• behoove •
bee-huv • Hear it!
Part of Speech: Verb, transitive
Meaning: No, this isn't what the blacksmith does. In fact, this word has two meanings completely unrelated to trotters. 1. To be appropriate for, to oblige, to morally require. 2. To benefit, to be beneficial.
Notes: Today's Good Word is used mostly in a crystallized phrase, "It behooves X to . . . ." In this respect, it resembles a near synonym, incumbent, which is used almost exclusively in the phrase "It is incumbent upon X to . . . ." So, if we are behooved to improve our speech as much as possible, it is incumbent upon us to do so, as well. Anything behooveful is beneficial, as honesty is behooveful in most cases. In parts of Britain, you have the option of ignoring one of the Os and say behove.
In Play: At this point, it behooves me to offer a few examples of today's word: "We are all behooved to behave rationally now that Mr. Chance has passed away and devise a fair way to determine who gets his parking space." That is, it is incumbent on everyone to behave rationally. It would seem to behoove most teenagers, however, to behave as rebelliously as possible.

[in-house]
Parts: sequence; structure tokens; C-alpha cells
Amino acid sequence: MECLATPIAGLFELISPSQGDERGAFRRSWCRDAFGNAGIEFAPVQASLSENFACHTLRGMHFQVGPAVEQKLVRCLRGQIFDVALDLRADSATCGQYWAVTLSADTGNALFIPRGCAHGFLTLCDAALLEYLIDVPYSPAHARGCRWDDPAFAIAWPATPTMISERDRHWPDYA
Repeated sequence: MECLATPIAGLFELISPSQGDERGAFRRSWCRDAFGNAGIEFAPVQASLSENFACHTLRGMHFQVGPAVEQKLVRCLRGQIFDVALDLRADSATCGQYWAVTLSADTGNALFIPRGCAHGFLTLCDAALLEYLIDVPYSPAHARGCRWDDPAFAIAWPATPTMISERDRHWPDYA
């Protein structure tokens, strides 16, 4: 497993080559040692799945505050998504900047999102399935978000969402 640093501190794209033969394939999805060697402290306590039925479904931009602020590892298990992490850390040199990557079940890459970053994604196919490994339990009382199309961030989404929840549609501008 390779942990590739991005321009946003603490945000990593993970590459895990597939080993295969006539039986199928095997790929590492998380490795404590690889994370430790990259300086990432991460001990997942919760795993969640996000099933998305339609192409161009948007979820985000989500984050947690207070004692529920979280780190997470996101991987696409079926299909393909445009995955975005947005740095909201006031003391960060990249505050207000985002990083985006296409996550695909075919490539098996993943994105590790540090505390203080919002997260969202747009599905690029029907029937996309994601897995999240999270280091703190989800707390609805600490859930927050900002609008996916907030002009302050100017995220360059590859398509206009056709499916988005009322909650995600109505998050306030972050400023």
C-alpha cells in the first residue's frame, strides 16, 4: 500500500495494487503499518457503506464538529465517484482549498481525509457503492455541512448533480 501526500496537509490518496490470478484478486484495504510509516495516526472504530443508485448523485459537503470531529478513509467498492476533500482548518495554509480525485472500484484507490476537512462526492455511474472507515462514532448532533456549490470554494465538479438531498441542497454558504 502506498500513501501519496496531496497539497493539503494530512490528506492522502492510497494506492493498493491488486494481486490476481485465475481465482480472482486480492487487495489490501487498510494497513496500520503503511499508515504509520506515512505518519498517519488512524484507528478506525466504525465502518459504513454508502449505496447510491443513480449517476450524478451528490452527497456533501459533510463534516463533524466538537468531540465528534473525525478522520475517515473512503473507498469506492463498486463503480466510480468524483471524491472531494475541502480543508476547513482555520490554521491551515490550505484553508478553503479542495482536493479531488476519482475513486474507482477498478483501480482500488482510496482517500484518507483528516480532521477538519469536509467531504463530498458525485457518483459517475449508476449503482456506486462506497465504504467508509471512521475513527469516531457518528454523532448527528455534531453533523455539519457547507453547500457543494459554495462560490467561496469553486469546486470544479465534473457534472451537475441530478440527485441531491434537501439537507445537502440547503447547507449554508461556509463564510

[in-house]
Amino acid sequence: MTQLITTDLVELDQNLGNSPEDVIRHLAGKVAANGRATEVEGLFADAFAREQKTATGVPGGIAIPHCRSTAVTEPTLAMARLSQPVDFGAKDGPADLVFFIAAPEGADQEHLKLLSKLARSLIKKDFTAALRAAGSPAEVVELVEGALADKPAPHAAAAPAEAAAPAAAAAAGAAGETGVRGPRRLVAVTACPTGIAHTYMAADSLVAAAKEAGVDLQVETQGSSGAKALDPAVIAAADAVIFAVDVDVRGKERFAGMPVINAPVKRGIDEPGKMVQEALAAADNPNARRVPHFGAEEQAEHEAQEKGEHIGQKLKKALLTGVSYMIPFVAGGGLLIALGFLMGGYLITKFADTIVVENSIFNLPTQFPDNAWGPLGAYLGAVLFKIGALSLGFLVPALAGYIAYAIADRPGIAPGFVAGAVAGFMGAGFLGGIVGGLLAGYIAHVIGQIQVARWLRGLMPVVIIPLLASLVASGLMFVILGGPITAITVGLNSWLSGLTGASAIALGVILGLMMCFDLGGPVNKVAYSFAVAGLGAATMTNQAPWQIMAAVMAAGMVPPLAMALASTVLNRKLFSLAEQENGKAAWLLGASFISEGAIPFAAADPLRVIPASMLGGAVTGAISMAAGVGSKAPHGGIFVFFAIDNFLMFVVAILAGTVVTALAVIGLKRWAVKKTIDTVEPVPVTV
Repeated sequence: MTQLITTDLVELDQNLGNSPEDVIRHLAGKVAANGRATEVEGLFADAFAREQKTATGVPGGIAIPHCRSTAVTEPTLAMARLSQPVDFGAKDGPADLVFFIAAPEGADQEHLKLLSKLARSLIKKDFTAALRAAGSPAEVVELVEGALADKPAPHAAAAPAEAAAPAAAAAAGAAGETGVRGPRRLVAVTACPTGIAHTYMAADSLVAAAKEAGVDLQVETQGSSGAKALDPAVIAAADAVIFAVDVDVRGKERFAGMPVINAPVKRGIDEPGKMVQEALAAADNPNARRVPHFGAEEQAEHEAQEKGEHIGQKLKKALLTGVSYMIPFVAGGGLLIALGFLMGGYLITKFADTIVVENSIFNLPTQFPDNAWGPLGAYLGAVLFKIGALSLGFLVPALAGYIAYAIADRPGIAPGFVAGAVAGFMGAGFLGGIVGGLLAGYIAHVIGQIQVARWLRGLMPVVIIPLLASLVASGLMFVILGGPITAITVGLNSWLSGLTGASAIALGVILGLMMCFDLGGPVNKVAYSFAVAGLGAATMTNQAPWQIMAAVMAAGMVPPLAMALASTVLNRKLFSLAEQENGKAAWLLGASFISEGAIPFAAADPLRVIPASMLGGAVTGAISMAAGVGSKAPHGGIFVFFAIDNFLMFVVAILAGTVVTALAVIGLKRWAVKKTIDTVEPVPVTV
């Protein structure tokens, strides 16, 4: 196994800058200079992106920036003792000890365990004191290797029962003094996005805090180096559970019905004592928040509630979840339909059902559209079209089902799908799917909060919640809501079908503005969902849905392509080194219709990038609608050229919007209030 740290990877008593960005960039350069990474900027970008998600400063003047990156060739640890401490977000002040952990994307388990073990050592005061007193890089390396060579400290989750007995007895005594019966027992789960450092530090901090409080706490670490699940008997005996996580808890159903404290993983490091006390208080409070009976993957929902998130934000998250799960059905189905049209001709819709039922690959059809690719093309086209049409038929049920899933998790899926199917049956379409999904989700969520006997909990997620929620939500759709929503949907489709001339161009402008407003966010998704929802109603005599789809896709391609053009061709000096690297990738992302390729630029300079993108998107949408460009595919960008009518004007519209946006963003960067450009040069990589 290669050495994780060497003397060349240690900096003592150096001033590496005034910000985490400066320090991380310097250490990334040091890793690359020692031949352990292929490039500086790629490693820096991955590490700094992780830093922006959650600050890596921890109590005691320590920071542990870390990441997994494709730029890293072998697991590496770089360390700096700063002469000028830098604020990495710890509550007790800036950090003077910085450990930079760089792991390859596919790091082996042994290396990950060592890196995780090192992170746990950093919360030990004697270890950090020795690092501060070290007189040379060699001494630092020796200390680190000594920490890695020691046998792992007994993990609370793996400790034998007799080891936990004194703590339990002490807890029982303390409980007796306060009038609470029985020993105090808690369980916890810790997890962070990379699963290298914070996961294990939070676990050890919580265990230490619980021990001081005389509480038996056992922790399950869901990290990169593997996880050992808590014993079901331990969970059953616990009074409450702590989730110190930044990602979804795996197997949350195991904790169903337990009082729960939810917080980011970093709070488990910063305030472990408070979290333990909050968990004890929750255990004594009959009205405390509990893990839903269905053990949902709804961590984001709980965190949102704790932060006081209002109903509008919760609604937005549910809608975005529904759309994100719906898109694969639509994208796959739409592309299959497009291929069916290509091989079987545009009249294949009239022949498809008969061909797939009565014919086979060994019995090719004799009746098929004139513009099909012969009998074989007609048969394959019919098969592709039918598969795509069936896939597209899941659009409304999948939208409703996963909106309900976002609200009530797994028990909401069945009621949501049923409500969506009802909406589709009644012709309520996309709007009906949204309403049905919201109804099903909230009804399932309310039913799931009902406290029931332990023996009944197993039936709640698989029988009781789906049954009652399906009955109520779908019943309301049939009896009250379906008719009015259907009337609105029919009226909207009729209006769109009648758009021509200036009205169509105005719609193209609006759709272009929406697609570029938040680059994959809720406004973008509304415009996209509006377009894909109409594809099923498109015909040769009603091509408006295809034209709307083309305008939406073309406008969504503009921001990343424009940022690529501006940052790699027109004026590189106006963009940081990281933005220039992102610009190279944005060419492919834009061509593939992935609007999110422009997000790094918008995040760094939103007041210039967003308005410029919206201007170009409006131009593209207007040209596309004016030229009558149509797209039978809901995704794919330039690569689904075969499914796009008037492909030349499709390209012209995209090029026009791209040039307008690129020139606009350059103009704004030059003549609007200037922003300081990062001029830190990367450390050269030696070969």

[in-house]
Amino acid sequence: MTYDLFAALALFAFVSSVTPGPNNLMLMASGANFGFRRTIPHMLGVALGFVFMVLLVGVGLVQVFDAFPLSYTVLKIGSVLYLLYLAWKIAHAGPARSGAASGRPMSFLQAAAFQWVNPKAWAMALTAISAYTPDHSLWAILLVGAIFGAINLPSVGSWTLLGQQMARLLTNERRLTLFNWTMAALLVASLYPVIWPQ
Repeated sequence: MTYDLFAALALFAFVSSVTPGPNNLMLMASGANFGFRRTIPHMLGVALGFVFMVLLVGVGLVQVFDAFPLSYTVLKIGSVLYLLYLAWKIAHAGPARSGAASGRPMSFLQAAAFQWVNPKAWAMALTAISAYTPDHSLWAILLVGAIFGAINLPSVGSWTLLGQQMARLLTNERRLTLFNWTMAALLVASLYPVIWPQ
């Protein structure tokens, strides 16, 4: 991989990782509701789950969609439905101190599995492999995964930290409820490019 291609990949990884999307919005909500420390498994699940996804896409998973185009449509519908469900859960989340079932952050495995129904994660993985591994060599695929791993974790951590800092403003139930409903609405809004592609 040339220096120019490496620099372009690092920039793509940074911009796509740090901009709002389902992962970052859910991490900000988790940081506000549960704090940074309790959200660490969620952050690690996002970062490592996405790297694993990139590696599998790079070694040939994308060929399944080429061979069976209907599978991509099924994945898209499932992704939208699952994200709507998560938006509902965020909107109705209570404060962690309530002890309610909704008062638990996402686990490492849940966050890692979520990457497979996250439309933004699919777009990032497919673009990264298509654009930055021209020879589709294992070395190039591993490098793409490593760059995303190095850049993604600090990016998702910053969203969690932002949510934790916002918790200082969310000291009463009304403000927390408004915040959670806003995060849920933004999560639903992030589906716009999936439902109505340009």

Word History: Today's word is an English original from Old English behofian from a Germanic compound bi-hof "obligation." The original root meant "grasp, seize", similar to the ligature (binding) implied in the word obligation. In the Germanic languages it went on to indicate possession in such words as have. In Latin it appears in capere "to seize". This verb's past participle, captus, underlies English capture and captive. In Old French this verb became cachier "to chase", a verb English reworked into catch. (It now behooves us all to thank Loren Baldwin for suggesting today's rather unusual Good Word.)
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